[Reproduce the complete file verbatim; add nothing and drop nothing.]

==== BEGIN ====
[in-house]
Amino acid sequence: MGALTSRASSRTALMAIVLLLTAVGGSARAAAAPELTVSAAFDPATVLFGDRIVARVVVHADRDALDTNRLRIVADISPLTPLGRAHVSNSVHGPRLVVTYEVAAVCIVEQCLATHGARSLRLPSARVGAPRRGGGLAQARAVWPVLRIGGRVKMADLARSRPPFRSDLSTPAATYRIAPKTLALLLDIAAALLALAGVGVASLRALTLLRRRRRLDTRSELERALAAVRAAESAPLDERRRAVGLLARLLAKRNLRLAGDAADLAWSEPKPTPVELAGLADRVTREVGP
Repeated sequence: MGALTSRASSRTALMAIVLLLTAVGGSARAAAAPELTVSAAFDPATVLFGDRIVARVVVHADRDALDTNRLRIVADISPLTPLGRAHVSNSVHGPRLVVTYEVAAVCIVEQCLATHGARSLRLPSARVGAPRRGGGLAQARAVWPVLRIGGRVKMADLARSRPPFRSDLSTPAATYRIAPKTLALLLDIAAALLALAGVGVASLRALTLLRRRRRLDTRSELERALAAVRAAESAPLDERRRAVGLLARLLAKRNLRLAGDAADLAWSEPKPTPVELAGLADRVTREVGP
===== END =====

[in-house]
Amino acid sequence: MGALTSRASSRTALMAIVLLLTAVGGSARAAAAPELTVSAAFDPATVLFGDRIVARVVVHADRDALDTNRLRIVADISPLTPLGRAHVSNSVHGPRLVVTYEVAAVCIVEQCLATHGARSLRLPSARVGAPRRGGGLAQARAVWPVLRIGGRVKMADLARSRPPFRSDLSTPAATYRIAPKTLALLLDIAAALLALAGVGVASLRALTLLRRRRRLDTRSELERALAAVRAAESAPLDERRRAVGLLARLLAKRNLRLAGDAADLAWSEPKPTPVELAGLADRVTREVGP
Repeated sequence: MGALTSRASSRTALMAIVLLLTAVGGSARAAAAPELTVSAAFDPATVLFGDRIVARVVVHADRDALDTNRLRIVADISPLTPLGRAHVSNSVHGPRLVVTYEVAAVCIVEQCLATHGARSLRLPSARVGAPRRGGGLAQARAVWPVLRIGGRVKMADLARSRPPFRSDLSTPAATYRIAPKTLALLLDIAAALLALAGVGVASLRALTLLRRRRRLDTRSELERALAAVRAAESAPLDERRRAVGLLARLLAKRNLRLAGDAADLAWSEPKPTPVELAGLADRVTREVGP